Double exposure: Lost moments recaptured
I have long been an admirer of the sensitive work by Sarah Amy Fishlock, and her latest series is no exception. Beloved Curve is an intensely personal piece, revolving around the death of her father, Michael, more than 10 years ago, when she was 18. Here, Sarah speaks about the pictures.
My father's absence has often felt like a protracted one-sided conversation.
As I try to piece together a picture of his life, there is a frustrating longing for a story that can now only be told second hand, and in fragments.
Absence renders places important and symbolic, holding imagined vestiges of the lost person.
I am fascinated by the journeys my father made as a merchant seaman in the 1970s, to South Africa, the Far East and the USA: they remain wrapped in mystery, our communication cut off by his death.
In the absence of his physical presence, I decided to explore the trajectory of my father's life, as a complete, finished narrative that I could access in moments, through family photographs and my own memories.
I revisited many of the places depicted in the family album - the Italian Riviera, from where my mother's family came to Scotland; Edinburgh, where my father was studying for a nautical qualification when he met my mother; and York, the place of his birth.
An image of my parents as a young couple in Sunderland merges with a flock of birds flying over York Art Gallery, a place he proudly showed my mother in the early days of their relationship.
My father on board a cruise ship, somewhere in the Atlantic Ocean between Southampton and Cape Town, is layered with crashing waves at Riomaggiore, in north-west Italy.
These strange composites echo the complicated, hidden workings of human memory, in which moments many decades apart sit side by side, or one on top of the other, oblivious to the passing of time.
Using double-exposure techniques to create a dialogue between my father's documented - photographed - past and my immediate, unknowable present, the work attempts to reconcile the two realities that grief creates: one in which the beloved is a living, breathing person, and the other, in which they exist only in the memory of the bereaved, resigning agency to the imagination of the living.
The work represents an attempt to counteract the passive helplessness of grief - to preserve something of my father's memory as the years pass, to keep him a part of my consciousness even though he is not present, to preserve his personhood and prevent him from becoming one of the numberless, anonymous dead.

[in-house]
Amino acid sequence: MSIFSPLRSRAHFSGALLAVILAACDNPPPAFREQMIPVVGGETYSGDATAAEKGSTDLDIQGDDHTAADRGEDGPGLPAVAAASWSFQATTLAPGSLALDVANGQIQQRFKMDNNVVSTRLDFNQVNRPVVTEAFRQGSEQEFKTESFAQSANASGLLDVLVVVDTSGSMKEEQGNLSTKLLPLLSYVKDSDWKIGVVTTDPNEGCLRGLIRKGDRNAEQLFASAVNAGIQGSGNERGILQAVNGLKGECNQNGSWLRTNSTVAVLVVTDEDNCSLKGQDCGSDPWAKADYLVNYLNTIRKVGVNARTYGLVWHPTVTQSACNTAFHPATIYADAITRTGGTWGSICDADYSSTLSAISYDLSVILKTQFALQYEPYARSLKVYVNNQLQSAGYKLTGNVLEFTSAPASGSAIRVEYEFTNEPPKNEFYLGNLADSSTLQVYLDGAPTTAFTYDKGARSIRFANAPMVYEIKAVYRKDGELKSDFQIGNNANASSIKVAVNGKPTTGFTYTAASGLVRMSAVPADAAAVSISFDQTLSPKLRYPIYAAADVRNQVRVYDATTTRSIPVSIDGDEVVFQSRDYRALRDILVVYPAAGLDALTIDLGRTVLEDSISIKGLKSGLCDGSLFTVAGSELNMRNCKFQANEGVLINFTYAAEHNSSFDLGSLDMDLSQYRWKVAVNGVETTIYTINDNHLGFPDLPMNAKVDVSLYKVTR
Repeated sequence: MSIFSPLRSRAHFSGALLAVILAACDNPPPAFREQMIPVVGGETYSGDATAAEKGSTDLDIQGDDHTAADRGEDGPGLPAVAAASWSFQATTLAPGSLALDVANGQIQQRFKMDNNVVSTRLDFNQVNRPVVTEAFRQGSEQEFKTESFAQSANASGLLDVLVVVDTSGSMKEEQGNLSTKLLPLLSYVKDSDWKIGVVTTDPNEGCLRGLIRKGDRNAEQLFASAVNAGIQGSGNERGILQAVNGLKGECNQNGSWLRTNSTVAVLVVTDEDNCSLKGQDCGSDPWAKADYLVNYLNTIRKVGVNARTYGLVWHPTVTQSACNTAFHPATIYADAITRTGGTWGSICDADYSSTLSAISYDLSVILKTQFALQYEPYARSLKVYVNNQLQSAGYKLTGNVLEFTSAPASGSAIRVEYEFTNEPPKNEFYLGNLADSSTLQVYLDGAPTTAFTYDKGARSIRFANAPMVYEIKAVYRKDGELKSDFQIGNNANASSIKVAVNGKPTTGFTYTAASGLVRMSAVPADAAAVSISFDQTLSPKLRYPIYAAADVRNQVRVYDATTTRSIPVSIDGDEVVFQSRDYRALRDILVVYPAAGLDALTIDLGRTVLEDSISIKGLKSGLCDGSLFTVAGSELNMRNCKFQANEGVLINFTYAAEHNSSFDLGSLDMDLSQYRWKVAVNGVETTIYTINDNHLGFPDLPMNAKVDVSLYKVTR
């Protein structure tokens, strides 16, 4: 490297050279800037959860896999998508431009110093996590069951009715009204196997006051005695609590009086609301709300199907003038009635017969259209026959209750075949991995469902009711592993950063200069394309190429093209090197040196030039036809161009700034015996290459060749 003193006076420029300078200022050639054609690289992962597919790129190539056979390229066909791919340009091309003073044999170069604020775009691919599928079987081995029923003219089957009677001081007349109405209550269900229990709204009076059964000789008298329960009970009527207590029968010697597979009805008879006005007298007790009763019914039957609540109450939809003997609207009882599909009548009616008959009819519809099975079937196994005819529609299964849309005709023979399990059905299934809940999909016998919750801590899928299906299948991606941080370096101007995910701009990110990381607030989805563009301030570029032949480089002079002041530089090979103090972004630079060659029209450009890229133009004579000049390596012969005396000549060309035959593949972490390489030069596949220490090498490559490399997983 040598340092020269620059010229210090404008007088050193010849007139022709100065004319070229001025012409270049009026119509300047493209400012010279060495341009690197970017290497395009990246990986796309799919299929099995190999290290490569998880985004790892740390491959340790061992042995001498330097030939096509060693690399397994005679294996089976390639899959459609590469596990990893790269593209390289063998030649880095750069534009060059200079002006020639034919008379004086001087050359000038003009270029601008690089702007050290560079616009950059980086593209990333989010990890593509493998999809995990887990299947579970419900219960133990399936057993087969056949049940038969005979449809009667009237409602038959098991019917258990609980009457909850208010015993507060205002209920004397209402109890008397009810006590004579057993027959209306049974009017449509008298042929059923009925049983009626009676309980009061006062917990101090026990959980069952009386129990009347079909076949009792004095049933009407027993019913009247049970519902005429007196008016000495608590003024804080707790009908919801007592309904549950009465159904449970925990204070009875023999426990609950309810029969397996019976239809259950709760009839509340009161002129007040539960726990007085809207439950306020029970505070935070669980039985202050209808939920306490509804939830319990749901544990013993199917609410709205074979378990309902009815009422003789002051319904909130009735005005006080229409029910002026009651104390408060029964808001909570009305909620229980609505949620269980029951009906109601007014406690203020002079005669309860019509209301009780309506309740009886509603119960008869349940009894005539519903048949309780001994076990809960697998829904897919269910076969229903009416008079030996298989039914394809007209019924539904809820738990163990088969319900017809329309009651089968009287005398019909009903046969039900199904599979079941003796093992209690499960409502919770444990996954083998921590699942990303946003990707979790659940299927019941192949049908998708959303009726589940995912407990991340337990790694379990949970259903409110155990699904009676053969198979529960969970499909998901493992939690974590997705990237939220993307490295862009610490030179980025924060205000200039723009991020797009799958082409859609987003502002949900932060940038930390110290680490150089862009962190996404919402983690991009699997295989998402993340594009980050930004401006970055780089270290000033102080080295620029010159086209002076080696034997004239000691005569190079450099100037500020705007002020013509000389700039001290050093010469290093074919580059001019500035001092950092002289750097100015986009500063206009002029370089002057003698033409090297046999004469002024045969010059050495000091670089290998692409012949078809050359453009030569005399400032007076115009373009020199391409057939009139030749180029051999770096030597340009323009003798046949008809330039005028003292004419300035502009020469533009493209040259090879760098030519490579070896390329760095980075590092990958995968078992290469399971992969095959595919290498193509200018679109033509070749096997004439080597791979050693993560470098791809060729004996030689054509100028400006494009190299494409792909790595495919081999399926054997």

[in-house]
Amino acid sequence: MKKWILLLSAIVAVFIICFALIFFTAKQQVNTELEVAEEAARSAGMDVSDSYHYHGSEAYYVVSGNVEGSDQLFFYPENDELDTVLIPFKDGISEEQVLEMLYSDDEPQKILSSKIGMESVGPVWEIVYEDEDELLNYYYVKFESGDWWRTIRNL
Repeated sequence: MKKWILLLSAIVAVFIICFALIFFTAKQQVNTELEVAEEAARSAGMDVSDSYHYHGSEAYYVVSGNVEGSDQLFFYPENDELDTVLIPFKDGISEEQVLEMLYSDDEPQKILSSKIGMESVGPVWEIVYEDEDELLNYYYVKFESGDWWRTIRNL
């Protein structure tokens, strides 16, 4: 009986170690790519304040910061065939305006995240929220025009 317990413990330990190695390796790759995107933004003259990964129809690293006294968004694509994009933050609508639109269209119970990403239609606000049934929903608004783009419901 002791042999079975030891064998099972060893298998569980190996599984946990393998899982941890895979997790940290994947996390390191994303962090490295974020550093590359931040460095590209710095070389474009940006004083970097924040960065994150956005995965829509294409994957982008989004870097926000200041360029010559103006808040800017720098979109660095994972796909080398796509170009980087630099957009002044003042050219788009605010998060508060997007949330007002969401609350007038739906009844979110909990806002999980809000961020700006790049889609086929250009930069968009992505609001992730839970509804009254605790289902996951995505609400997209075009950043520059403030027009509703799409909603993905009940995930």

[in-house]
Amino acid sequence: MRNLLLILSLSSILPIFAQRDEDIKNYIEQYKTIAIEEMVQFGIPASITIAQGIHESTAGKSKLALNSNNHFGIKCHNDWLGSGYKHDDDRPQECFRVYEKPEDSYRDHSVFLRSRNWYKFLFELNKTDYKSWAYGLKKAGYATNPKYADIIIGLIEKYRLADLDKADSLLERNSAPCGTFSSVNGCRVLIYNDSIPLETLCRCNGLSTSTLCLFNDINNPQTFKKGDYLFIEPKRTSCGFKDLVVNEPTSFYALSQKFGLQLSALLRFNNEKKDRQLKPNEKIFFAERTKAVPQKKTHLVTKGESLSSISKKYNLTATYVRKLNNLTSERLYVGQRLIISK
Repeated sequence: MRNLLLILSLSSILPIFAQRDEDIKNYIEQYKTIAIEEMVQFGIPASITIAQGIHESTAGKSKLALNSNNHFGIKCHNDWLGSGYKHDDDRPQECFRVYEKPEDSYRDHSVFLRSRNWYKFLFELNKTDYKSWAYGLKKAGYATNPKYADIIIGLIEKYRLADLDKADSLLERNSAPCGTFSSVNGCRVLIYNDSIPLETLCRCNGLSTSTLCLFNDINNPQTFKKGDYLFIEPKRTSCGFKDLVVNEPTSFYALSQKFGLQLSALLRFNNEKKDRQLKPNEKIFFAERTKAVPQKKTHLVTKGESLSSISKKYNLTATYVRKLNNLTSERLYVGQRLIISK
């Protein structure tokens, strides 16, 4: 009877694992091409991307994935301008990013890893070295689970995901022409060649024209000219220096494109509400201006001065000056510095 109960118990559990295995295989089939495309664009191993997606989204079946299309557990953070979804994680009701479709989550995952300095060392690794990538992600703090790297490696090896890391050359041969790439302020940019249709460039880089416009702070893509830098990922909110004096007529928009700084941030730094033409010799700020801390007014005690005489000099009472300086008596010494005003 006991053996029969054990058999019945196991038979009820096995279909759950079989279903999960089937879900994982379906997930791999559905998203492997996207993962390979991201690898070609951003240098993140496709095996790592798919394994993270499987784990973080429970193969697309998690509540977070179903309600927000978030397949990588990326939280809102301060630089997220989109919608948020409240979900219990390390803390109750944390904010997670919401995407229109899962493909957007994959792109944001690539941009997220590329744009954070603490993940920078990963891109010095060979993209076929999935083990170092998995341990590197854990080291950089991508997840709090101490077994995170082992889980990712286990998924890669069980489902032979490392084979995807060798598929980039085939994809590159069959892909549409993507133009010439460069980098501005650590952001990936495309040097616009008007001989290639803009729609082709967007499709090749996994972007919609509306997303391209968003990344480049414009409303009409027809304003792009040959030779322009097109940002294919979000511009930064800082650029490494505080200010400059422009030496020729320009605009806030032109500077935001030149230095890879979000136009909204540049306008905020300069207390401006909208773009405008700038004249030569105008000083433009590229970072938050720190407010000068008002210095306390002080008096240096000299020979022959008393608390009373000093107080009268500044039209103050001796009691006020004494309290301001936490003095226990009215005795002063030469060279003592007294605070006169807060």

I made the first set of images on 35mm film by photographing the original prints, then reloaded and reshot the film.
I let myself be guided by intuition when making the second set of images - I tried not to think too much about each combination.
I found myself increasingly drawn to natural forms as the project progressed.
Something about the silent persistence of nature seemed to complement my intentions in making the work, which simultaneously portrays my father's life and my present without him, as well as the process of mourning that has encroached and retreated in equal measure in the 12 years since his death.
With the passing of time, and against the eternal regenerative drive of nature, loss can seem almost bearable.
But when we each think of our own personal grief, perspective becomes meaningless and our devastation is renewed - the lost moments, days and years suddenly painfully apparent.
Both memorial and celebration, the work reflects this undulating, cyclical element of mourning - remembering and forgetting, invoking and suppressing.
In some images, my father's presence is clear, his features perfectly recollected.
In others, he is indistinct, as my memory of his physicality is eroded by time, his reality slowly reclaimed by the natural world, receding into the past as my own trajectory continues into the future.
Beloved Curve by Sarah Amy Fishlock is part of Peripheral Histories exhibition at two locations in Glasgow, The Lighthouse and Platform, along with the work of three other Scotland-based artists, Alan Knox, Kotryna Ula Kiliulyte and Calum Douglas, until 2 October.
The project was supported by Glasgow Life Visual Art and Craft Award and Street Level Photoworks gallery in Glasgow.
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